A menace roams the streets of Yakima and no one seems to care.

Well, I do.

In late October and early November, I had repeated run-ins with my archenemy, and it was never a pretty sight … or sound. My wife, Leslie, and I were on a mission to remind people to vote in the presidential election. We knocked on the doors of nearly 400 homes, and each time we stepped out of our car, a chorus of yelps from these scrawny creatures assaulted our ears.

In Greek mythology, the fearsome beast was called Cerberus, a three-headed hound that guarded the gates to the Underworld. In Yakima, the canine comes in a much smaller package but delivers a similar wallop. It also goes by a different name — Chihuahua.

Now don’t get me wrong. I’m sure there are a few well-mannered, friendly Chihuahuas living in Yakima. Sadly, I didn’t meet any during our two weeks of doorbelling. And it’s not as if we didn’t survey a wide swath of the area. We knocked on front doors in the north near Chesterley Park, in the city’s midsection around Franklin Park and in the south below Washington Avenue. Our crusade even took us into Union Gap.

And everywhere we went, it was the same scene — the proverbial déjà vu all over again. A second after I closed the car door, the yapping would begin. Often the sound was in stereo since Chihuahuas seem to come in pairs.

This ear-splitting sound is vastly disproportional to the size of a Chihuahua, which has the profile of a Bud Light beer can and protruding eyes ready to pop out of their sockets at any moment. With ears sticking out like miniature Frisbees, the bony-ribbed, oftentimes hairless Chihuahua is an animal to be pitied — if it weren’t for its demonic yapping.

At one home, after Leslie had knocked on the front door and failed to get a response, I could hear a side door open and then close shut. From along the side of the house, out sprang a Chihuahua, howling in a hoarse, rasping voice. What little hair it had atop its head stood straight up, giving the odd appearance of a punk rocker. Realizing that the dog’s territorial instincts border on paranoia, we beat a hasty retreat to our car as the crazed Chihuahua continued its rant.

One afternoon while doorbelling in a mobile home park along Washington Avenue, we came upon a hapless pet owner who had difficulty repelling the advances of her two Chihuahuas.

“I’ve got to get rid of these dogs,” she lamented.

She looked to me for salvation. Trying to yell above the yapping dogs, I shook my head and replied, “No thanks. We already have two cats. They’re enough trouble.” I didn’t mention that one of our cats requires daily medication for irritable bowel syndrome. But compared to a fidgety Chihuahua, I’d take a feline with intestinal distress any day.

I have nothing against pets. I don’t care if they are four-legged, bipeds, covered with scales or feathers, shed hair or hurl hairballs. I’ve comforted all of them at one stage in my life.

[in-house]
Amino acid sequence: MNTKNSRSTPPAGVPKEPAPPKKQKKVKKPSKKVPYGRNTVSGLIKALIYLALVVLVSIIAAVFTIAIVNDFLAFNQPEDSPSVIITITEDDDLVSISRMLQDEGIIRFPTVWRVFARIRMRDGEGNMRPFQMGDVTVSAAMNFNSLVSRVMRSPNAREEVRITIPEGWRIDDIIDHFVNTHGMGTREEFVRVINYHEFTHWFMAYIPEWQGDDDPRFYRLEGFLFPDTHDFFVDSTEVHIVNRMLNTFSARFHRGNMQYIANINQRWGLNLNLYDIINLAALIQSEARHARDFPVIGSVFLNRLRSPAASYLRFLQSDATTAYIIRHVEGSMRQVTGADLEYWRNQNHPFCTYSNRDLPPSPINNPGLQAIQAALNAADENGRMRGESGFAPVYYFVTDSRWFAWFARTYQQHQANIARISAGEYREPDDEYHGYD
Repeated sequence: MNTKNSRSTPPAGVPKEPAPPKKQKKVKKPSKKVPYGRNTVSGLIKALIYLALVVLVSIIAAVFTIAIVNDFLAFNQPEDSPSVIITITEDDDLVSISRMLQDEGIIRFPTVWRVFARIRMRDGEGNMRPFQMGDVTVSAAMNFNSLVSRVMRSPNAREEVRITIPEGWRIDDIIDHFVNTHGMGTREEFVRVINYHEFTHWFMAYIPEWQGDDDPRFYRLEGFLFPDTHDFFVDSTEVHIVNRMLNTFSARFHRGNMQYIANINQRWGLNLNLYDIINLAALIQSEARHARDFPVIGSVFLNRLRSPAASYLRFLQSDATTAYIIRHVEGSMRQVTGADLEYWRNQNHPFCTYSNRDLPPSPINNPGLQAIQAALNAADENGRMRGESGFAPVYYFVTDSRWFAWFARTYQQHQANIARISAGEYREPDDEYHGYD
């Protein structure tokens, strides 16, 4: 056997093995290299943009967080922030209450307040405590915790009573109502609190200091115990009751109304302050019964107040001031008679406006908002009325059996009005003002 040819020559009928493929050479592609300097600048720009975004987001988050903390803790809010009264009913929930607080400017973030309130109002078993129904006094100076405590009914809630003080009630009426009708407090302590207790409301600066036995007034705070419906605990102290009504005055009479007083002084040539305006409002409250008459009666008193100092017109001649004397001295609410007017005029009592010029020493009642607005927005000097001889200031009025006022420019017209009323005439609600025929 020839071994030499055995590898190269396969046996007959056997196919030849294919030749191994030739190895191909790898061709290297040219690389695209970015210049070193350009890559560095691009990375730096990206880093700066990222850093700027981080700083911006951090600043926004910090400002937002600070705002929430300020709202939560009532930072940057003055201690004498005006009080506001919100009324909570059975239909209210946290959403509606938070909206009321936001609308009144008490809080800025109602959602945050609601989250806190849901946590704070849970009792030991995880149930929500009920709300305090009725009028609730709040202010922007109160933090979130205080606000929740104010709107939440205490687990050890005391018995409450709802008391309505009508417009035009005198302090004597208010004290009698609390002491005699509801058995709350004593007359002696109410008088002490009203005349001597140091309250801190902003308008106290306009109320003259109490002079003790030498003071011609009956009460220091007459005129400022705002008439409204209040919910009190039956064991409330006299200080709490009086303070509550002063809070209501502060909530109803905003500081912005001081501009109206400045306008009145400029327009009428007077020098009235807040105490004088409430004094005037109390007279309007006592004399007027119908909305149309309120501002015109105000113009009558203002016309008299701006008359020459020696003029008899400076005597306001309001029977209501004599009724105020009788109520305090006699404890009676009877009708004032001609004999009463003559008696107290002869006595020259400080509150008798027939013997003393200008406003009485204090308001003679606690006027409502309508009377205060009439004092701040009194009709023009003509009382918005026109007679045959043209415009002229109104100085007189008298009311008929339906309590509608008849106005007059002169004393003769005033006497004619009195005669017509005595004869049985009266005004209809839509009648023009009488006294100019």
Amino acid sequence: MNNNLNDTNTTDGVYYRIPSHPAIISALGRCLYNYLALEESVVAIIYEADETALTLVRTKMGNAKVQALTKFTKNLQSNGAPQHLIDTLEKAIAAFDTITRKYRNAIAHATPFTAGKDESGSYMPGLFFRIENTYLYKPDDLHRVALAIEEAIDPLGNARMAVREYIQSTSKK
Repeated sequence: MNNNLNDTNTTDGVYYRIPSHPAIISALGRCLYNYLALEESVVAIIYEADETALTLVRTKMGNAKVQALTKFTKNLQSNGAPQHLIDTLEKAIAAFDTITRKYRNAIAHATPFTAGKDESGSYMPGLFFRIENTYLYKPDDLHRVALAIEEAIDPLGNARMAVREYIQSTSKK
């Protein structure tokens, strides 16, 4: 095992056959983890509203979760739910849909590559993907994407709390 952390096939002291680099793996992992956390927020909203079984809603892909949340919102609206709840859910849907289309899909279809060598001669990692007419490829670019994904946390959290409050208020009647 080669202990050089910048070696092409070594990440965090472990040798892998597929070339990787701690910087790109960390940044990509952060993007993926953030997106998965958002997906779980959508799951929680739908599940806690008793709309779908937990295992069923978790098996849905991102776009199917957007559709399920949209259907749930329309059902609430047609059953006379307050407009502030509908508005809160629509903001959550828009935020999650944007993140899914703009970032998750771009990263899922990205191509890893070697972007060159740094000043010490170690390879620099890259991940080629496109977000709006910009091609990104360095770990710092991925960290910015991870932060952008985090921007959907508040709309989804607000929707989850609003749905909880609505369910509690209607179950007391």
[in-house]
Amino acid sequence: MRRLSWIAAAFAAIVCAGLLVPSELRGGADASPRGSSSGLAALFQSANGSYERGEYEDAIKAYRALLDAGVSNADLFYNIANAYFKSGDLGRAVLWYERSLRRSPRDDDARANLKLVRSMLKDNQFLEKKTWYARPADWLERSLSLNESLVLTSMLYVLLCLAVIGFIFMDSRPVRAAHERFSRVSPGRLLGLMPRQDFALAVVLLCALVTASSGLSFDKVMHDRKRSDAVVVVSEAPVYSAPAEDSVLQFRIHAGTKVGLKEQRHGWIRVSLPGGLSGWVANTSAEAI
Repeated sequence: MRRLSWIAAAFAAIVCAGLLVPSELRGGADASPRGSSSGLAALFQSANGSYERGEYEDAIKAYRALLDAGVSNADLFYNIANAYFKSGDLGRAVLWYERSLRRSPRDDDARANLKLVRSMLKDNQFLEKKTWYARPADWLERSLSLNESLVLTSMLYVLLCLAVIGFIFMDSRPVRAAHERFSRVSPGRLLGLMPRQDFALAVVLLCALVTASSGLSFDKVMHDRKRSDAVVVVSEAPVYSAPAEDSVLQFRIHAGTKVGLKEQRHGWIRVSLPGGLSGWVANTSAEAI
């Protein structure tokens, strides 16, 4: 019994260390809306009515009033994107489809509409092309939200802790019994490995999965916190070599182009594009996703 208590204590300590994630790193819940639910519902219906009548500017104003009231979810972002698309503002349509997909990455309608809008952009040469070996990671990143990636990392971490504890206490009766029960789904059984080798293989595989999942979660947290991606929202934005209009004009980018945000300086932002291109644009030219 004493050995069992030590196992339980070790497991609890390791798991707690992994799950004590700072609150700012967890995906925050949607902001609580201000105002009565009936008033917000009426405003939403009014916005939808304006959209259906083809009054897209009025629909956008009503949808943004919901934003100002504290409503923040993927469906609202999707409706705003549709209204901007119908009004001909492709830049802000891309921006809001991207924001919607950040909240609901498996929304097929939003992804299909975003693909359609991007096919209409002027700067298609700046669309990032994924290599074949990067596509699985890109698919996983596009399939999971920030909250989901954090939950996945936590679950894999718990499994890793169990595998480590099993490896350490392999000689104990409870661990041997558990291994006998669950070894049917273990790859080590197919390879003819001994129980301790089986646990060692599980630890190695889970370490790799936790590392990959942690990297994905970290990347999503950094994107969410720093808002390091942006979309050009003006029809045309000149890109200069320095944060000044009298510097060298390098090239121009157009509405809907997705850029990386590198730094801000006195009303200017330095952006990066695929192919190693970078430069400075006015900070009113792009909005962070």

My first pet — I was 5 at the time — was a goldfish I won at the county fair by successfully landing a ping-pong ball into its pint-sized fishbowl. Two weeks later, the goldfish met an untimely death and, in a ceremony filled with pomp and a few awkward moments, my brother and I flushed it down the toilet.

Once, for reasons that still escape me, I purchased a pair of rats for my oldest son, who was in elementary school at the time. They were cute when they were small but soon grew to such proportions that my son wouldn’t get near them. So we ended up giving the rats away to a family that answered our newspaper advertisement. They arrived in a beat-up station wagon, its muffler bumping along the pavement and exhaust smoke filling the air. As the mother carried the caged rats to her car, my son whispered to me, “Dad, are they going to eat them for dinner?”

“Of course not,” I replied in a not-so-confident voice that only heightened my son’s fears.

Yes, such is the agony and ecstasy of owning pets. But really, given all of the wonderful creatures available in this universe, what’s the point of a Chihuahua?

The breed’s past is obscured in mystery. Sightings of a miniature, nearly hairless dog have shown up in records kept by Spanish conquistadores in the early 18th century and center on a region in Mexico later called — drumroll, please — Chihuahua.

In 1904, the American Kennel Club gave its seal of approval to the breed, noting they are “graceful, alert and swift-moving with a saucy expression.” The saucy part is certainly right. In the AKC’s popularity rankings last year, Chihuahuas came in No. 14, sandwiched between Doberman Pinschers and German Shorthaired Pointers. Described as having either a Deer or Apple head, the pint-sized pooches go by such endearing names as Teacup, Pocket Size and Tiny Toy.

I shouldn’t, though, be so quick to judge a pet by its breed, even the shrieking Chihuahua.

I discovered this invaluable lesson a few weeks ago while taking part in Camp Prime Time’s annual Leftover Turkey Trot at the Yakima Greenway. After finishing the three-mile walk, I headed to the parking lot at Sarg Hubbard Park and came face to snout with a Chihuahua. A most unusual thing happened next. No yapping. The apple-headed canine instead seemed to smile back at me.

A few yards away, a man opened his car door and in jumped the Chihuahua. Off the two went, with the hairless pooch perched atop the steering wheel. Now that’s a sight to behold.

Is that legal? Then I remembered. It’s a Chihuahua. Why shouldn’t it drive a car? They already rule the streets of Yakima.

• Spencer Hatton retired in September 2010 after working 27 years as city editor and editorial page editor at the Yakima Herald-Republic. A signed copy of his book, “Counting Crows: Stories of Love, Laughter and Loss,” is available at www.SpencerHatton.com and at Inklings Bookshop and Dunbar Jewelers in Yakima.